A massive measles outbreak in Rockland County has led officials to declare a state of emergency, banning all unvaccinated minors from public spaces (defined as “a place where more than 10 persons are intended to congregate). Anyone under 18 years old who has not had the MMR (measles-mumps-rubella) vaccination will not be allowed in public for the next 30 days. Violators’ parents could face fines or even jail time.
The ban comes on the heels of the largest measles outbreak New York State has seen in decades. There are 156 confirmed reported cases of measles in Rockland County as of today.
The Centers for Disease Control and Prevention has seen six outbreaks in addition to Rockland County’s, including 214 confirmed cases in Brooklyn and Queens.
The outbreaks are mostly concentrated in ultra-orthodox Jewish communities, where resistance to vaccination is high due to religious and personal reasons. The current cases in New York and New Jersey are both linked to a measles outbreak in Israel last year.
Rockland county has administered 17,000 doses of the MMR vaccine since the outbreak started in October 2018, and nearly 6,000 unvaccinated children were sent home from school, thanks to an earlier executive order.
“We have the worst outbreak of the measles in the nation and great challenges call for bold action,” Rockland County Executive Ed Day said at a news conference held March 26. “This is a public health crisis, and it is time to sound the alarm and take the appropriate action that, while it may be the first in the nation, is necessary to address the crisis right here in Rockland.”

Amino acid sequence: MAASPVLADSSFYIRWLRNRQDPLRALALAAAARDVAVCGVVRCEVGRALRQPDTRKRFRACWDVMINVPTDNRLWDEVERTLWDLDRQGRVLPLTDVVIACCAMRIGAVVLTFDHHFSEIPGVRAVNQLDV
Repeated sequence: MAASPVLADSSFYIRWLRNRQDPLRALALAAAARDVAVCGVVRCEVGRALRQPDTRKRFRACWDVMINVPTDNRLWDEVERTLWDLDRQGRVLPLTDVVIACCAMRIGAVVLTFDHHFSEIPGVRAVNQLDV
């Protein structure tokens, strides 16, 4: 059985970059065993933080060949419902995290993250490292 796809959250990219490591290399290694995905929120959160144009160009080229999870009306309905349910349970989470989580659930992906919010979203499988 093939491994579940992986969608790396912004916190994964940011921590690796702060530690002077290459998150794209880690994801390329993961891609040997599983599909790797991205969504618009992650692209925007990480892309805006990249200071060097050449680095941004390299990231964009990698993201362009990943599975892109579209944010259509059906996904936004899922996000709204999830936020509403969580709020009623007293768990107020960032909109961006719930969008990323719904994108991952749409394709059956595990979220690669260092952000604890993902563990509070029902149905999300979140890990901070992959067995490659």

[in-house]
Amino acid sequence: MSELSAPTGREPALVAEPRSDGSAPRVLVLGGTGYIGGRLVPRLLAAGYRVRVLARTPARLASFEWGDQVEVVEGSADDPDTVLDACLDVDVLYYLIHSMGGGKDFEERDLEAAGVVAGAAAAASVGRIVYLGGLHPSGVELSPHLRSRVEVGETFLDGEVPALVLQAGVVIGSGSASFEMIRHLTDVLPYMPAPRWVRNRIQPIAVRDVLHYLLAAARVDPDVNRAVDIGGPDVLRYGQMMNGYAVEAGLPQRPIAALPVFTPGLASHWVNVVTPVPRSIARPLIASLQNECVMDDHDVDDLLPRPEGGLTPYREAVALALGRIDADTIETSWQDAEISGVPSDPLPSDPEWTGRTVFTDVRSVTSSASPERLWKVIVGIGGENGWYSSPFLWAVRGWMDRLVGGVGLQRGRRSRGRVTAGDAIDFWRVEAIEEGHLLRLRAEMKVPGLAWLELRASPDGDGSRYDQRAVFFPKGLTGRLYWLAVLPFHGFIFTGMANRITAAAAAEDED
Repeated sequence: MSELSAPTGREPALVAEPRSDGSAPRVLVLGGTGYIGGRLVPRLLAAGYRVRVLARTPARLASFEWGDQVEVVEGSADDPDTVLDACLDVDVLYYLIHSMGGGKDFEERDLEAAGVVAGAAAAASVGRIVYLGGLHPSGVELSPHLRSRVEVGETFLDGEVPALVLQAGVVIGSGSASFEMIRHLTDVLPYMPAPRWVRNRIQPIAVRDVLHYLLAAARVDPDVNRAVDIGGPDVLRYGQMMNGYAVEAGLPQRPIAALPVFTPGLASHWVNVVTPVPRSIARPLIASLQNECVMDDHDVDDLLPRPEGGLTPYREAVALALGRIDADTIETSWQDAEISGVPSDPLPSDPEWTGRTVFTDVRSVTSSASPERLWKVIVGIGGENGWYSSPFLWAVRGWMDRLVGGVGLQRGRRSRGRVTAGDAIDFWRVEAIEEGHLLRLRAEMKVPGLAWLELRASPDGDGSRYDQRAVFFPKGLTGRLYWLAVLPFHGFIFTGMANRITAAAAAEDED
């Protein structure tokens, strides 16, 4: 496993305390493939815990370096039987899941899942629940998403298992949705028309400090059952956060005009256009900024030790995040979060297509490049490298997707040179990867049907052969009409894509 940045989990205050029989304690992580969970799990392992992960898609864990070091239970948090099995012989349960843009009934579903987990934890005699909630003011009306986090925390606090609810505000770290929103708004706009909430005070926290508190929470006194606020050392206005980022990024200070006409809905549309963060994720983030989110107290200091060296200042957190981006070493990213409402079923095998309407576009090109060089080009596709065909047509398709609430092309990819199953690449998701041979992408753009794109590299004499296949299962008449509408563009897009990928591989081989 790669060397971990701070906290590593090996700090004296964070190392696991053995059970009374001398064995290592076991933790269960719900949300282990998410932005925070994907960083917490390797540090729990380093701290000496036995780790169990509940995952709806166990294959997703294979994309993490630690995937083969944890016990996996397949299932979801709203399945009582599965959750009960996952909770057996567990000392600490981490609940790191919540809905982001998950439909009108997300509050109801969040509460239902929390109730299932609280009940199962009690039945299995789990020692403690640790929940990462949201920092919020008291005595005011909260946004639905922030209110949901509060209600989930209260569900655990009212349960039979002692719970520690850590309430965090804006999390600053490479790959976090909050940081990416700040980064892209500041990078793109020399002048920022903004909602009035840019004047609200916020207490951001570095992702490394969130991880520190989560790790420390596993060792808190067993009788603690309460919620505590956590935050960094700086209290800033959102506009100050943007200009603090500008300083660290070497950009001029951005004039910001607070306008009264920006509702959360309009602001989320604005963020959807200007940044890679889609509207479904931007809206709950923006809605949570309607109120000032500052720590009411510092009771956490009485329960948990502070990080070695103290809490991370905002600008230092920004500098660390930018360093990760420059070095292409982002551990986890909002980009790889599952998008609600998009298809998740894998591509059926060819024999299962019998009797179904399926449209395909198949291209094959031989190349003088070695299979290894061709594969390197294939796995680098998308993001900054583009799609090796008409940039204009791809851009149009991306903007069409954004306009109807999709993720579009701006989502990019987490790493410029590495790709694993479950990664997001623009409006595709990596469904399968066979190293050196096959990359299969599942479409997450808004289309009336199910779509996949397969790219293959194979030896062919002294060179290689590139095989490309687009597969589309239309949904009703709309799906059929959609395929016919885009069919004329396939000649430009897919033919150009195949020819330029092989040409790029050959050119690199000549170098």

“We must not allow this outbreak to continue indefinitely. We will not sit idly by while children in our community are at risk. This is a public health crisis, and it is time to sound the alarm, to ensure that everyone takes proper action to protect themselves and their neighbors; for the health and safety of all of us in Rockland,” concluded County Executive Day.
Measles is a highly contagious respiratory disease (in the lungs and breathing tubes) caused by a virus that is spread by direct contact with nasal or throat secretions of infected people (when a person infected with the measles virus breathes, coughs, or sneezes). Measles is one of the most contagious viruses on earth; one measles infected person can give the virus to 18 others. In fact, 90% of unvaccinated people exposed to the virus become infected. You can catch measles just by being in a room where a person with measles has been, up to 2 hours after that person is gone. And you can catch measles from an infected person even before they have a measles rash.
The New York State Department of Health Measles Information Line is (888) 364-4837. For more information, visit the New York State Department of Health website.